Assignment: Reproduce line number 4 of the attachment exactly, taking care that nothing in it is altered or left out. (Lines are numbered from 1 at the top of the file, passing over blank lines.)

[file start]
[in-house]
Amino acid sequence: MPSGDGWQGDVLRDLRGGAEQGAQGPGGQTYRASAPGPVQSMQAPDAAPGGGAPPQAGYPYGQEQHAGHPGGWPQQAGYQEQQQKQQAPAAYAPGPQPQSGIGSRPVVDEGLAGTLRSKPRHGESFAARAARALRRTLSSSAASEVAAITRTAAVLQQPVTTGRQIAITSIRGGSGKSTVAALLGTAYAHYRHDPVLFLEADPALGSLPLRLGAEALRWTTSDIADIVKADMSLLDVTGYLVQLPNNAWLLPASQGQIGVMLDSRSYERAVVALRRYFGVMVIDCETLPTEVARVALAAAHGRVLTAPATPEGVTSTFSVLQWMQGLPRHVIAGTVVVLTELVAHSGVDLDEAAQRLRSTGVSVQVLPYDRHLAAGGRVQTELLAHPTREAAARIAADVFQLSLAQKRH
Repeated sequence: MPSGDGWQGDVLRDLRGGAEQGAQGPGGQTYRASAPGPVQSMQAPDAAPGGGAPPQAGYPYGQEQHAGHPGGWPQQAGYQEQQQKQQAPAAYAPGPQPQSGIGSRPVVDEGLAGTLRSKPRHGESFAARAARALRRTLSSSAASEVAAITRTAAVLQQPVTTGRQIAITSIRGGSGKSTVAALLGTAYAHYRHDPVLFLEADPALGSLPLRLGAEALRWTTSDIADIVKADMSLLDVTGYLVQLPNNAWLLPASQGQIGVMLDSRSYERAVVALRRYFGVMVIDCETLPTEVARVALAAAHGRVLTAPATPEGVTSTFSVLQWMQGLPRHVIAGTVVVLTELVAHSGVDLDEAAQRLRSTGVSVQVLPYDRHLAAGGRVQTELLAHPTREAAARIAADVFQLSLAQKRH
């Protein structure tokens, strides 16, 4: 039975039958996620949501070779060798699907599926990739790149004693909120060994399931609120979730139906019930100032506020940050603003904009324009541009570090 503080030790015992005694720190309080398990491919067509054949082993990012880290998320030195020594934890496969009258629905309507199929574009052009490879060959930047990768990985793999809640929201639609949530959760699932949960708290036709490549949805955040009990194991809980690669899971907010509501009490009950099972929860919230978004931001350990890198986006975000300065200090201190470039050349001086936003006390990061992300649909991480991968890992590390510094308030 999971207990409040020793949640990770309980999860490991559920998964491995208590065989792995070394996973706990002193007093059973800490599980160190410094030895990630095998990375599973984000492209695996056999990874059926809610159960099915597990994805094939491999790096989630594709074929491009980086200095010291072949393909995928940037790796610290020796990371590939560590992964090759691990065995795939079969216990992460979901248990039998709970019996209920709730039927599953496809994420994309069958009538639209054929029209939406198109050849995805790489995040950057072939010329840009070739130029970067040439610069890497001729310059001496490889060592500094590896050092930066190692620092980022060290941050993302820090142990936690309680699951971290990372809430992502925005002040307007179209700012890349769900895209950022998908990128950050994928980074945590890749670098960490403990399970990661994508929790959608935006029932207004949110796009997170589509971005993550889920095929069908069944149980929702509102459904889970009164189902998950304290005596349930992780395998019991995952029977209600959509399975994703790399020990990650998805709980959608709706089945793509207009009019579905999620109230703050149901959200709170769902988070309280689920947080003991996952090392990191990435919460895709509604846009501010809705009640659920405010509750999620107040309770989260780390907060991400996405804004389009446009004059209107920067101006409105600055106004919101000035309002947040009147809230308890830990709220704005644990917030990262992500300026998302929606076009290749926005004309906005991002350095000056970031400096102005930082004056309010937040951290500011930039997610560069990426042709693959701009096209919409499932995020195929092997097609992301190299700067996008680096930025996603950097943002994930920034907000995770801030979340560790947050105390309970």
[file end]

């Protein structure tokens, strides 16, 4: 039975039958996620949501070779060798699907599926990739790149004693909120060994399931609120979730139906019930100032506020940050603003904009324009541009570090 503080030790015992005694720190309080398990491919067509054949082993990012880290998320030195020594934890496969009258629905309507199929574009052009490879060959930047990768990985793999809640929201639609949530959760699932949960708290036709490549949805955040009990194991809980690669899971907010509501009490009950099972929860919230978004931001350990890198986006975000300065200090201190470039050349001086936003006390990061992300649909991480991968890992590390510094308030 999971207990409040020793949640990770309980999860490991559920998964491995208590065989792995070394996973706990002193007093059973800490599980160190410094030895990630095998990375599973984000492209695996056999990874059926809610159960099915597990994805094939491999790096989630594709074929491009980086200095010291072949393909995928940037790796610290020796990371590939560590992964090759691990065995795939079969216990992460979901248990039998709970019996209920709730039927599953496809994420994309069958009538639209054929029209939406198109050849995805790489995040950057072939010329840009070739130029970067040439610069890497001729310059001496490889060592500094590896050092930066190692620092980022060290941050993302820090142990936690309680699951971290990372809430992502925005002040307007179209700012890349769900895209950022998908990128950050994928980074945590890749670098960490403990399970990661994508929790959608935006029932207004949110796009997170589509971005993550889920095929069908069944149980929702509102459904889970009164189902998950304290005596349930992780395998019991995952029977209600959509399975994703790399020990990650998805709980959608709706089945793509207009009019579905999620109230703050149901959200709170769902988070309280689920947080003991996952090392990191990435919460895709509604846009501010809705009640659920405010509750999620107040309770989260780390907060991400996405804004389009446009004059209107920067101006409105600055106004919101000035309002947040009147809230308890830990709220704005644990917030990262992500300026998302929606076009290749926005004309906005991002350095000056970031400096102005930082004056309010937040951290500011930039997610560069990426042709693959701009096209919409499932995020195929092997097609992301190299700067996008680096930025996603950097943002994930920034907000995770801030979340560790947050105390309970």